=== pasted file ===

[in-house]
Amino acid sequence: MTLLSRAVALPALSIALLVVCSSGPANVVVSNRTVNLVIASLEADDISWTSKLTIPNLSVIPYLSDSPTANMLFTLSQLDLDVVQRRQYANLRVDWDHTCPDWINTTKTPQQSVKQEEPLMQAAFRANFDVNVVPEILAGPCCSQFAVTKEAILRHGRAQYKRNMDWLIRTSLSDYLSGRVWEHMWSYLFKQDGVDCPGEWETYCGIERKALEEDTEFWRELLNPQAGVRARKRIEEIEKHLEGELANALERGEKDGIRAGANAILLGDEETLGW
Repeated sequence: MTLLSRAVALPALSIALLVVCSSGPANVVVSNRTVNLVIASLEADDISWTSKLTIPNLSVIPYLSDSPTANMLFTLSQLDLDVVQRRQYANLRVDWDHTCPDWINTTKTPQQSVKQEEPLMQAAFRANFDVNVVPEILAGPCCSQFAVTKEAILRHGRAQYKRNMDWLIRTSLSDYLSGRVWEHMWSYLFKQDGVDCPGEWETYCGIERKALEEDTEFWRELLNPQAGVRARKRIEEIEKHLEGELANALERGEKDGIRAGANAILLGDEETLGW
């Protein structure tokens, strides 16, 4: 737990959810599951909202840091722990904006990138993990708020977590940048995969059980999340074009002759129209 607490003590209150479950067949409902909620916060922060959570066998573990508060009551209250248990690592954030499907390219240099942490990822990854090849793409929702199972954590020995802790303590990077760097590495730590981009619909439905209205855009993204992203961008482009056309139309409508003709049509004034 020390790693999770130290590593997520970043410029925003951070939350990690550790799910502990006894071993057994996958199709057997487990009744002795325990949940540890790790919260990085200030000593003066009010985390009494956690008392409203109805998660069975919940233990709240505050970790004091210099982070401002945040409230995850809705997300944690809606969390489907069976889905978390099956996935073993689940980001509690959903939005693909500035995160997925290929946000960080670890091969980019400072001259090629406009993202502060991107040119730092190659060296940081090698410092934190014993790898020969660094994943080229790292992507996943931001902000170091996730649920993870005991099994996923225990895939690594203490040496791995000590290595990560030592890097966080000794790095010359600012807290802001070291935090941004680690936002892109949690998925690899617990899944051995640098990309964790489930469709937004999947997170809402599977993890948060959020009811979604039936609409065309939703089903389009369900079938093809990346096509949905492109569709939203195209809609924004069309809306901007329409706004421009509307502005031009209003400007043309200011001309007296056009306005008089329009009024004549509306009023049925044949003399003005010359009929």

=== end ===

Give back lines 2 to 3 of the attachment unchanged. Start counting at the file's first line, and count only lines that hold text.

Amino acid sequence: MTLLSRAVALPALSIALLVVCSSGPANVVVSNRTVNLVIASLEADDISWTSKLTIPNLSVIPYLSDSPTANMLFTLSQLDLDVVQRRQYANLRVDWDHTCPDWINTTKTPQQSVKQEEPLMQAAFRANFDVNVVPEILAGPCCSQFAVTKEAILRHGRAQYKRNMDWLIRTSLSDYLSGRVWEHMWSYLFKQDGVDCPGEWETYCGIERKALEEDTEFWRELLNPQAGVRARKRIEEIEKHLEGELANALERGEKDGIRAGANAILLGDEETLGW
Repeated sequence: MTLLSRAVALPALSIALLVVCSSGPANVVVSNRTVNLVIASLEADDISWTSKLTIPNLSVIPYLSDSPTANMLFTLSQLDLDVVQRRQYANLRVDWDHTCPDWINTTKTPQQSVKQEEPLMQAAFRANFDVNVVPEILAGPCCSQFAVTKEAILRHGRAQYKRNMDWLIRTSLSDYLSGRVWEHMWSYLFKQDGVDCPGEWETYCGIERKALEEDTEFWRELLNPQAGVRARKRIEEIEKHLEGELANALERGEKDGIRAGANAILLGDEETLGW